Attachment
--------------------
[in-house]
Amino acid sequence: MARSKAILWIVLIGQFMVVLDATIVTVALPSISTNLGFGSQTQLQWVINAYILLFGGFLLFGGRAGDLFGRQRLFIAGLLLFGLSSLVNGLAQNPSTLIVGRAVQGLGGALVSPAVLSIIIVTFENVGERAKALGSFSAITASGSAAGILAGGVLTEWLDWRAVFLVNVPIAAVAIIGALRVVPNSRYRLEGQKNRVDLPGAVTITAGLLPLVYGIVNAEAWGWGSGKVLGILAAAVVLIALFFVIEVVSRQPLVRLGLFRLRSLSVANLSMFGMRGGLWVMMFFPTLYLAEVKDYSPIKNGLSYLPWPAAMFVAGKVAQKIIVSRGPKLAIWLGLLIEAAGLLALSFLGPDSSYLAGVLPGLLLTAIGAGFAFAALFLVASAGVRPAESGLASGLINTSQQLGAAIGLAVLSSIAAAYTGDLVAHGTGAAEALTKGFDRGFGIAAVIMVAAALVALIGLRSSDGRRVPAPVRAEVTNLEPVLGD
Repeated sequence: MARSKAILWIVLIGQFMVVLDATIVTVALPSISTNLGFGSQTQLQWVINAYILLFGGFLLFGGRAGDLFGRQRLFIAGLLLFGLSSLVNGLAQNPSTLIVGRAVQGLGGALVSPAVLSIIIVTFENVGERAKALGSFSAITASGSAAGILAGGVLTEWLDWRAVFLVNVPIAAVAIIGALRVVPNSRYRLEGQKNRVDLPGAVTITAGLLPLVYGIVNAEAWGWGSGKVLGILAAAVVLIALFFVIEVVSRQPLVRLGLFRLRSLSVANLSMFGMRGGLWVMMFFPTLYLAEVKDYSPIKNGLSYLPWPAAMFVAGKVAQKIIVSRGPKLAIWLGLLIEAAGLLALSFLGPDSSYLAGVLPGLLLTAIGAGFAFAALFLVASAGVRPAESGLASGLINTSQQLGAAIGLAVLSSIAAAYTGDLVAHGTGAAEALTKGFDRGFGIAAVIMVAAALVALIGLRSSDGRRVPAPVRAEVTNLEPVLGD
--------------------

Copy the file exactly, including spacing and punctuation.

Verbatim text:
[in-house]
Amino acid sequence: MARSKAILWIVLIGQFMVVLDATIVTVALPSISTNLGFGSQTQLQWVINAYILLFGGFLLFGGRAGDLFGRQRLFIAGLLLFGLSSLVNGLAQNPSTLIVGRAVQGLGGALVSPAVLSIIIVTFENVGERAKALGSFSAITASGSAAGILAGGVLTEWLDWRAVFLVNVPIAAVAIIGALRVVPNSRYRLEGQKNRVDLPGAVTITAGLLPLVYGIVNAEAWGWGSGKVLGILAAAVVLIALFFVIEVVSRQPLVRLGLFRLRSLSVANLSMFGMRGGLWVMMFFPTLYLAEVKDYSPIKNGLSYLPWPAAMFVAGKVAQKIIVSRGPKLAIWLGLLIEAAGLLALSFLGPDSSYLAGVLPGLLLTAIGAGFAFAALFLVASAGVRPAESGLASGLINTSQQLGAAIGLAVLSSIAAAYTGDLVAHGTGAAEALTKGFDRGFGIAAVIMVAAALVALIGLRSSDGRRVPAPVRAEVTNLEPVLGD
Repeated sequence: MARSKAILWIVLIGQFMVVLDATIVTVALPSISTNLGFGSQTQLQWVINAYILLFGGFLLFGGRAGDLFGRQRLFIAGLLLFGLSSLVNGLAQNPSTLIVGRAVQGLGGALVSPAVLSIIIVTFENVGERAKALGSFSAITASGSAAGILAGGVLTEWLDWRAVFLVNVPIAAVAIIGALRVVPNSRYRLEGQKNRVDLPGAVTITAGLLPLVYGIVNAEAWGWGSGKVLGILAAAVVLIALFFVIEVVSRQPLVRLGLFRLRSLSVANLSMFGMRGGLWVMMFFPTLYLAEVKDYSPIKNGLSYLPWPAAMFVAGKVAQKIIVSRGPKLAIWLGLLIEAAGLLALSFLGPDSSYLAGVLPGLLLTAIGAGFAFAALFLVASAGVRPAESGLASGLINTSQQLGAAIGLAVLSSIAAAYTGDLVAHGTGAAEALTKGFDRGFGIAAVIMVAAALVALIGLRSSDGRRVPAPVRAEVTNLEPVLGD